Utilities Get a Breather from Clean Power, but for How Long?
Measuring the blow to the Obama Administration
The Supreme Court’s decision to place a hold on US President Barack Obama’s Clean Power Plan is considered a huge blow to the White House, which has expressed disagreement with the court’s decision and has stated that the act will ultimately still be implemented in the future.
Petitioners from West Virginia and Texas have called the environmentally minded clean power plan the most “far-reaching” and “burdensome” act ever “forced onto the states.”
Meanwhile, the court’s stay may revive pure-play coal companies, which have been racing toward rock bottom over the past couple of months. Utilities that use high amounts of coal have thus gotten a momentary breather, as now they have a little more time to adhere to the emission reduction plan’s targets. The graph below shows the stock price correction that major coal players have witnessed since the announcement of Clean Power Plan on August 3, 2015.
Benefit to utilities
According to the EPA (US Environmental Protection Agency), power plants are major contributors to large-scale carbon dioxide emission and rising levels of airborne carbon in the US. Studies by the EPA and other non-government groups have found that coal-powered plants account for nearly 33% of greenhouse gas emission. As the most polluting fuel, coal contributes nearly 32% of carbon dioxide emitted into the atmosphere each year.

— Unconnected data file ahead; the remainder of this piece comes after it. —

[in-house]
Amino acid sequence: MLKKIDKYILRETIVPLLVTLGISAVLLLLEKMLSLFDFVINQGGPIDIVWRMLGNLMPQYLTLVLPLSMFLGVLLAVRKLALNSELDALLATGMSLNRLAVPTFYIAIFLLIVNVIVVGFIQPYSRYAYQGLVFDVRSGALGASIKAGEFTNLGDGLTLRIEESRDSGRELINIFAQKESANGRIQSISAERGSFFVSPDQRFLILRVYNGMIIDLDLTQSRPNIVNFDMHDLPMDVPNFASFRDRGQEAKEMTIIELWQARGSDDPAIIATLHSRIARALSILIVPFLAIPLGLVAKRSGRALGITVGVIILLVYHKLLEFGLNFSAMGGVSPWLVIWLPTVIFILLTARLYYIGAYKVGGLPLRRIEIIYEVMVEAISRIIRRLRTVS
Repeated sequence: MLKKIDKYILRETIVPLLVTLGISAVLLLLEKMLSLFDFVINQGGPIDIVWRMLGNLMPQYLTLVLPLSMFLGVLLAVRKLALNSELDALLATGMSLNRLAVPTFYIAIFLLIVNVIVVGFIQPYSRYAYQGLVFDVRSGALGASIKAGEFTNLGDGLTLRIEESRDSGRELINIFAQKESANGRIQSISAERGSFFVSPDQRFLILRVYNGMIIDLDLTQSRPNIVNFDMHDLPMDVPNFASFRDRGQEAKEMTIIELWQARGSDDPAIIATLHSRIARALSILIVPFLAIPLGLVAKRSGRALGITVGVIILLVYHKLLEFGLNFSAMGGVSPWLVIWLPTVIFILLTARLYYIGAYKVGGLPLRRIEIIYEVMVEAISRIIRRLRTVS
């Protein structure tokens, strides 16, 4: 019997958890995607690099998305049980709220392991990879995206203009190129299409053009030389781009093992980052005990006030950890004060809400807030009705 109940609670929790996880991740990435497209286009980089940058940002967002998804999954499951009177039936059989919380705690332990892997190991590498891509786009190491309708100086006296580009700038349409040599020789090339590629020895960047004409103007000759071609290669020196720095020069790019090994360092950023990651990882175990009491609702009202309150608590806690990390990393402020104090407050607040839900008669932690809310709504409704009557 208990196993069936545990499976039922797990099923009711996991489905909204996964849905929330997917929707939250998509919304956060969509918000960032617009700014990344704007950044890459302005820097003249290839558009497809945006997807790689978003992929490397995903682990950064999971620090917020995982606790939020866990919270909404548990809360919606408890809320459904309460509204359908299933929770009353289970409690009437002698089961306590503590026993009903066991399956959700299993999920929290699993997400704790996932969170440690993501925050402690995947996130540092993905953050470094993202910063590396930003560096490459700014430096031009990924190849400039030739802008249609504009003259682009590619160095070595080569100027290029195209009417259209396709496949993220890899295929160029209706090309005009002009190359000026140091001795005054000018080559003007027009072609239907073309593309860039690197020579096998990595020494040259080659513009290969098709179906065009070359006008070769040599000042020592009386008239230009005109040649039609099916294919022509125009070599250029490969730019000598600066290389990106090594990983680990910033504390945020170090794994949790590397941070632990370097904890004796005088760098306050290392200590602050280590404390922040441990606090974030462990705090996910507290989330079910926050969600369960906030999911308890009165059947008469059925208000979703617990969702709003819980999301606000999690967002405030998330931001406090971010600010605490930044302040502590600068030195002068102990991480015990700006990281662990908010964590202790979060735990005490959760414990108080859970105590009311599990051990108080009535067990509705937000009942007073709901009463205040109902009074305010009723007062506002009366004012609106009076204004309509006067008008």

Meanwhile, many utilities have started switching from coal to natural gas and renewables, but converting existing coal-fired power plants to gas-fired ones require heavy capital expenditure, and developing renewable assets is also a capital-intensive task. Utilities (JXI) have thus been resisting the transition, and so the Supreme Court’s stay on the Clean Power Plan offers them flexibility and time.
Acquisitions on the horizon
Southern Company’s (SO) acquisition of AGL Resources (GAS) last year is a move that will give it better access to natural gas (UNG). With this acquisition, SO aims to increase its natural gas usage by 15 percentage points in its fuel mix by 2020. Similarly, Duke Energy’s (DUK) acquisition of Piedmont Natural Gas (PNY) is aimed to get better access to natural gas supplies. Duke Energy is also shifting its generation from coal (KOL) to natural gas.
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